He must have started running, for suddenly the village faded away and he was in the main part of the hangar again. His classmates were still in the briefing room behind him. He did not think about them. He dodged around the parked training planes, instinctively sprinting for open space. He could only have seconds before the sireniser went off. The door was getting wider, but he felt nothing, heard nothing. He had just made it out the door and looked up to see the big, wide sky, when a wall of sound slammed into him and threw him across the concrete apron. The noise was like nothing he had ever heard, it had no pitch, no quality – it just sounded like the end of the world.
* * * *
Chamus did not know what was going on. His first sensation was a massive headache and then there was a ringing in his ears. As he opened his eyes, he became aware that the ringing was the only thing he could hear. There were men in different kinds of uniforms around him, some wearing ear protectors. He could see them talking to each other, see their mouths moving, but he could not hear a thing over the ringing. Judging by the view, he was lying on his back. He went to move his head, and discovered he too was wearing headgear. He should still have been able to hear something. The headache wanted to stay where it was, so he let it and just lay still.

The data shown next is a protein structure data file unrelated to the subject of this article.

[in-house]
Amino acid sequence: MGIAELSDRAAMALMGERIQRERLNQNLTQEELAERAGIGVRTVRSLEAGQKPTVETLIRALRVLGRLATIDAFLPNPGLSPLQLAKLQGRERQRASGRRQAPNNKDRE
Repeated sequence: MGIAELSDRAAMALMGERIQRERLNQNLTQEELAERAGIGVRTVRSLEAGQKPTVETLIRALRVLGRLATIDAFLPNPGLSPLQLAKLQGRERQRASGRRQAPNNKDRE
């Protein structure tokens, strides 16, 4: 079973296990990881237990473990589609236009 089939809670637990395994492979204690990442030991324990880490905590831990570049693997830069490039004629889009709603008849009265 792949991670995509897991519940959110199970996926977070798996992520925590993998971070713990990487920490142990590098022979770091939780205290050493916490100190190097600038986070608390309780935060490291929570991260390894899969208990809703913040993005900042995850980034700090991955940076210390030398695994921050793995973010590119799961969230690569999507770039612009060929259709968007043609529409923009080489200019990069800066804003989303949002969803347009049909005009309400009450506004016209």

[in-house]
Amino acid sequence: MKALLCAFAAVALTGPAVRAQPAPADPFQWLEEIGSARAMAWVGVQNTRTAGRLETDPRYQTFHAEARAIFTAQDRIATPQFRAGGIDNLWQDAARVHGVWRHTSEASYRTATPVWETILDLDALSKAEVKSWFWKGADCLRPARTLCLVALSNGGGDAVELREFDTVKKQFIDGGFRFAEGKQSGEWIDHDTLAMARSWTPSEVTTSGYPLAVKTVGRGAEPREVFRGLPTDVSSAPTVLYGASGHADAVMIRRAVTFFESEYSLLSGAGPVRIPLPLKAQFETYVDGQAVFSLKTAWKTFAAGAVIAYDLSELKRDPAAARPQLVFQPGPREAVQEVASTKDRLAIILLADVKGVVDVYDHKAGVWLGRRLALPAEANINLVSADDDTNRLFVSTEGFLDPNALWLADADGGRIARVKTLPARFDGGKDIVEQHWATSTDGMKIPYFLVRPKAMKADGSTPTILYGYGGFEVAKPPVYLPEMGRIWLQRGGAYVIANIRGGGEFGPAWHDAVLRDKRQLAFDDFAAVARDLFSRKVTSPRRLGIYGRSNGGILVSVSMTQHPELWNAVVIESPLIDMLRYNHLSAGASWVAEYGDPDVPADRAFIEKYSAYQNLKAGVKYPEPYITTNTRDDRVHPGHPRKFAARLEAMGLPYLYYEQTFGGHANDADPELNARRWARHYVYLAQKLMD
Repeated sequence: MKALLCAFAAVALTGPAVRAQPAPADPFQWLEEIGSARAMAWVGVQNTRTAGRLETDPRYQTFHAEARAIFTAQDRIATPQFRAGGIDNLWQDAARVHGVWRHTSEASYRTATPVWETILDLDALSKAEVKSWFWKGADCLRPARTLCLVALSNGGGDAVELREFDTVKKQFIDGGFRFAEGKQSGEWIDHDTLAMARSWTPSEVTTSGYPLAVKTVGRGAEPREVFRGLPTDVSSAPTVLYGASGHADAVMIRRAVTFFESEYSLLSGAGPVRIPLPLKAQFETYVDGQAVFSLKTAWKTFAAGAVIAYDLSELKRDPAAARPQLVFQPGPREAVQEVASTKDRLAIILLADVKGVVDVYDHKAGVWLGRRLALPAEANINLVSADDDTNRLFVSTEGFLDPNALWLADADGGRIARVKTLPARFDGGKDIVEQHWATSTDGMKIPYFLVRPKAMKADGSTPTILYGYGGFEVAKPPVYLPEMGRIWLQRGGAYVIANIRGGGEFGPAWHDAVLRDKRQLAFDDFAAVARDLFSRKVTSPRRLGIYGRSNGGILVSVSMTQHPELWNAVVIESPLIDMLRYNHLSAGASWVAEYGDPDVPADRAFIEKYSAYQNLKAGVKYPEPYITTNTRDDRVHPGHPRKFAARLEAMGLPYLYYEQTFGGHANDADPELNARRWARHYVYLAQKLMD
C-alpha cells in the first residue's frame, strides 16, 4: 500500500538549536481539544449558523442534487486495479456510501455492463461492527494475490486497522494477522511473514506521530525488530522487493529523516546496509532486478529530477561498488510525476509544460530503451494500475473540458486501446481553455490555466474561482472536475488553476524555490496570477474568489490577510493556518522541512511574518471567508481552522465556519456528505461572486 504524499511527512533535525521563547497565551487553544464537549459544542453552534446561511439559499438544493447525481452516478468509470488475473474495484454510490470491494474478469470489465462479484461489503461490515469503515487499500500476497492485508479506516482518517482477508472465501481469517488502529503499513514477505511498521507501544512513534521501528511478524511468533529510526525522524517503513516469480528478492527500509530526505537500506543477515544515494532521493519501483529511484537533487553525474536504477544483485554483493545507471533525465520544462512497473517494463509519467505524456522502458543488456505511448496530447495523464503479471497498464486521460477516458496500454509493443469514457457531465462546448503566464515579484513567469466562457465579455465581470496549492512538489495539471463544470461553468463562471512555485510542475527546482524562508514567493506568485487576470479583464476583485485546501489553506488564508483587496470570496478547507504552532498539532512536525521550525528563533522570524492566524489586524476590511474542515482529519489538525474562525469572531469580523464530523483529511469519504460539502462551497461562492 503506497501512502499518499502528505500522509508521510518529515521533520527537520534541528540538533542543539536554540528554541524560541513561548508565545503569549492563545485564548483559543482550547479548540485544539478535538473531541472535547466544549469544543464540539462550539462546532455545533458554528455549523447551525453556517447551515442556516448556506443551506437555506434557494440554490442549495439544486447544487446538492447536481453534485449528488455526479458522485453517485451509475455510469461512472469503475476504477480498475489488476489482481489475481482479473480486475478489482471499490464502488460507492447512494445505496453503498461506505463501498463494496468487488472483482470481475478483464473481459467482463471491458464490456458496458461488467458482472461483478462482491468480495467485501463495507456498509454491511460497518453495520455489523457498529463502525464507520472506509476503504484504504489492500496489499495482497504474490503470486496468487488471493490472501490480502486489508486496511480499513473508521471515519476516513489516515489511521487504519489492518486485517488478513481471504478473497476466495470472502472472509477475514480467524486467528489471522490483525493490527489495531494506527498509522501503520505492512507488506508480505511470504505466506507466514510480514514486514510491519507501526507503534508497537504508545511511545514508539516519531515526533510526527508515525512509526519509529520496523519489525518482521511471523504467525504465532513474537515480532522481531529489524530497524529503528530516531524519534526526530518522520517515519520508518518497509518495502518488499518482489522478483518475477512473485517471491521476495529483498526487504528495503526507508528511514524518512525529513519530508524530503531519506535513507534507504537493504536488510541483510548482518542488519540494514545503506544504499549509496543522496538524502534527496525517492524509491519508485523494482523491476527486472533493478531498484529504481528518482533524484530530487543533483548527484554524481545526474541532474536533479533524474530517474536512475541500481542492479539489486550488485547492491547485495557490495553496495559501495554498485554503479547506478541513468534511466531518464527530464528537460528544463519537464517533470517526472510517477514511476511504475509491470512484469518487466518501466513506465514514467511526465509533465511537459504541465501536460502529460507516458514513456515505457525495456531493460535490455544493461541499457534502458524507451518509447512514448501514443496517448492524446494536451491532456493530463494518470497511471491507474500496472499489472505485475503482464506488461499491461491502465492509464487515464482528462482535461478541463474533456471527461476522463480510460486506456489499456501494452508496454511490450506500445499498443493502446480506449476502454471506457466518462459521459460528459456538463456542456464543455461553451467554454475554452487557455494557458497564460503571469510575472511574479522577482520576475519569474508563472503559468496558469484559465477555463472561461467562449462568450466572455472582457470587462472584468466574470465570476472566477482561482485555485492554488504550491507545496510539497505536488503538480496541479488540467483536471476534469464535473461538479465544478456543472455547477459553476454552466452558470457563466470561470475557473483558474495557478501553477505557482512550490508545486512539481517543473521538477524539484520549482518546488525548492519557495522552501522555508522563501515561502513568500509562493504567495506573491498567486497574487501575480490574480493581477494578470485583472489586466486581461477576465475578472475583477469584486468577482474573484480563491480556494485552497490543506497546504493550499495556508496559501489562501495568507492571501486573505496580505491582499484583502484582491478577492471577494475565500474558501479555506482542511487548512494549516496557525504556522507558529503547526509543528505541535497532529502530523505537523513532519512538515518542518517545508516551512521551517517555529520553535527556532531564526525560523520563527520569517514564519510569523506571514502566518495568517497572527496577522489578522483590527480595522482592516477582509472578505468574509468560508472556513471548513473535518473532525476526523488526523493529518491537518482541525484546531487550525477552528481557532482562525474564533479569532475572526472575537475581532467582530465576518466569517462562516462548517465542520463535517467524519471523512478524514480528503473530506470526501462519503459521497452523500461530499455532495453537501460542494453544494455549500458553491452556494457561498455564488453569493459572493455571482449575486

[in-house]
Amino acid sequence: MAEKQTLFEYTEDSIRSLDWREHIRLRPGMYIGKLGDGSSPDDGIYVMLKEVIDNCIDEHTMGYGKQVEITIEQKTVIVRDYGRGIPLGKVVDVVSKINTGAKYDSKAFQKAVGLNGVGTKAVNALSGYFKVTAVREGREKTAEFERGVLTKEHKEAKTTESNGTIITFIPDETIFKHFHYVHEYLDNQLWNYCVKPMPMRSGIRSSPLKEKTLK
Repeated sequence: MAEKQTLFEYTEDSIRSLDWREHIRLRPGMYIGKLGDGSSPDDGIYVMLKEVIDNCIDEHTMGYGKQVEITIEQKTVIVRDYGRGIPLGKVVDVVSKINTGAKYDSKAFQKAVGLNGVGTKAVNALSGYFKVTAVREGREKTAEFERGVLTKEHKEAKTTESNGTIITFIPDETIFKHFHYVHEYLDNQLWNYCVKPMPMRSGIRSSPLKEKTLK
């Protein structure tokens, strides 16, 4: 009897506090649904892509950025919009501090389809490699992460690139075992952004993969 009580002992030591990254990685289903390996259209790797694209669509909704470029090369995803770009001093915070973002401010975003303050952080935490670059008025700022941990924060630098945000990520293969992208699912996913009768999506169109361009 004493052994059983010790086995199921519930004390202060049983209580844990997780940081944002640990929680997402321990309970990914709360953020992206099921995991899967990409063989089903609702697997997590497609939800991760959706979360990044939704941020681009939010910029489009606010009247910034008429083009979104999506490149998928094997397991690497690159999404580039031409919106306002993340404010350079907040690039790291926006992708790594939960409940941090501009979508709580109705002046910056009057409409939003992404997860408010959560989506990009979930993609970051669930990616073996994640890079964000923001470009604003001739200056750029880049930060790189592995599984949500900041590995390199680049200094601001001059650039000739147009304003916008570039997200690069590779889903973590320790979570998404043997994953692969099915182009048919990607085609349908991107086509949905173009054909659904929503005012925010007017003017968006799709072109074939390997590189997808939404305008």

One of the men, in the uniform of an air force medical officer, noticed he was awake and looked down at him with an expression of concern. He lifted his ear protectors carefully, then took them off and leaned forward to listen.
‘Am I deaf?’ he asked the man, his voice sounding as if he was speaking into the back of his skull.
The man shook his head. He wrote out something on a piece of paper and then showed it to Chamus. His vision was blurred and it hurt to focus on anything, but he could just make it out.
‘Your eardrums are intact and your hearing will come back in time,’ it read. ‘You’re going to be alright.’